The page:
Po the panda (voiced by Jack Black) is enlightened by a wise elder (Dustin Hoffman).
Like pretty much every other hero of pretty much every other animated movie, the title plush toy in "Kung Fu Panda" needs to learn to believe in himself. Been there, cartooned that, right? But practically everything else about "Panda" is fresh, surprising or beautiful.
Let's start with the beauty. "Panda" opens with a striking, vividly orange sequence that has been made to resemble Chinese shadow puppets, then shifts into a more modern style of computer animation that uses bright, offbeat colors to evoke the natural beauty of China: a deep blue sky dotted with fireflies, a cherry- blossom-colored sunset, emerald valleys, misty mountains, a peach tree on which every flower looks like a pillowy dream.
The ethereal beauty of the images makes for an intriguing contrast with the story, which is long on action. Po (voiced by Jack Black, turning down the energy and volume) is a panda who works in his dad's noodle shop but dreams of being a martial arts hero. Heroism seems unlikely for Po, who is lazy, overweight and a wuss, but when a wise elder (voiced by Dustin Hoffman) tells him it's his destiny to save his people, Po begins to believe in himself.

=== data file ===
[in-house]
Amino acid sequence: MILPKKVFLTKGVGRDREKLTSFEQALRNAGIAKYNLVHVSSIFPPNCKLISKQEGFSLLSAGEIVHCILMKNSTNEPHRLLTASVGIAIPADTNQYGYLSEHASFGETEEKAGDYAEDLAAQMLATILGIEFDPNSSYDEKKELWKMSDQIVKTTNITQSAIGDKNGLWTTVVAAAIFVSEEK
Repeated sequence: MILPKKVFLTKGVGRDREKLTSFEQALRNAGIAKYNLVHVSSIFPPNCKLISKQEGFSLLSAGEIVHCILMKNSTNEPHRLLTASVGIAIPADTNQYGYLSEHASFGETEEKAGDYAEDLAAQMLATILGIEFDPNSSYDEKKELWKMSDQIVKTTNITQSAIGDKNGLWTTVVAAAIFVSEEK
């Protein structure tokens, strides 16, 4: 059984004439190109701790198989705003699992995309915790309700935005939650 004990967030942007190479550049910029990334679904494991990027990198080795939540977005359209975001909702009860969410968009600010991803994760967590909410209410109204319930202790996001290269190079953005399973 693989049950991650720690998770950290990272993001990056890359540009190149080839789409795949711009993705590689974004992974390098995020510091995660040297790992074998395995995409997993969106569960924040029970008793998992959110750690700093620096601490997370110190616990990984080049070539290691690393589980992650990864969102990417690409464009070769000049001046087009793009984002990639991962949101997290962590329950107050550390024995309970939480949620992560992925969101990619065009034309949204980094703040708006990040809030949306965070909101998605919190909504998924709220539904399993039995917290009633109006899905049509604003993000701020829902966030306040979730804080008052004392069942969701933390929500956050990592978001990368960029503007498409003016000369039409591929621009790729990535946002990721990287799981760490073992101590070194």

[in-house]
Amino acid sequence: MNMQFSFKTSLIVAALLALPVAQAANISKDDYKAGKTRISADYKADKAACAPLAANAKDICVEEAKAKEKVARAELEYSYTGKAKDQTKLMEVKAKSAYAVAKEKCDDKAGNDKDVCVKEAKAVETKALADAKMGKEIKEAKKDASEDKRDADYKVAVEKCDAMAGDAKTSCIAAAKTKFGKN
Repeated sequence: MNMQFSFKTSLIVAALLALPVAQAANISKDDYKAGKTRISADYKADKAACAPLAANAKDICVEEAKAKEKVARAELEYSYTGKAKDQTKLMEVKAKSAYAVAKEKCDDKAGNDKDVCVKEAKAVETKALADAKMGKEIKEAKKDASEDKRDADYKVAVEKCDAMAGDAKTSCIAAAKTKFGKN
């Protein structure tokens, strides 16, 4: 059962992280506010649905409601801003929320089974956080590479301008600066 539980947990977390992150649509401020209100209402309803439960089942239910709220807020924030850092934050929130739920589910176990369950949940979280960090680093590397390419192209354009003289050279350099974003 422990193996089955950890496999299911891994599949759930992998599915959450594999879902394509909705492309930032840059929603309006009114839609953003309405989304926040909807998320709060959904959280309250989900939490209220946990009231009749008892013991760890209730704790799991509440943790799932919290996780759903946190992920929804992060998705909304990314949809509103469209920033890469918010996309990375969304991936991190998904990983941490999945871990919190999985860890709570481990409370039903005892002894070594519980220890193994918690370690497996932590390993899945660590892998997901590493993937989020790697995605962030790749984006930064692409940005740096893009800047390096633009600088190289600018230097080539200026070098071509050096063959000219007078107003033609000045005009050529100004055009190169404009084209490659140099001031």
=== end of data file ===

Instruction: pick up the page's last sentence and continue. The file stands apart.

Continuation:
There's nothing new about the message that we are capable of more than we think, but it's such a great message for a kids' movie that originality doesn't seem like much of an issue. Better yet, "Panda" handles the self-actualizing stuff, even tossing in some tenets of Buddhism, while maintaining a brisk pace and developing
lots of slapsticky humor from the foibles of its characters ("Panda" is the rare computer-animated film that contains not one ironic pop-culture reference to iPods or the Jonas Brothers or "The Hills").
In that regard, "Panda" is less reminiscent of the computer-animated films of recent years than of a newly discovered Disney film that was made 50 years ago, and that is a thing of beauty.
"KUNG FU PANDA"
Directed by: Mark Osborne, John Stevenson
Starring: Voices of Jack Black, Dustin Hoffman
Rated: PG, for mild violence
Should you go? Yes. The jokey title sells this clever, old-fashioned film short. ***
Find more of Chris Hewitt's reviews here.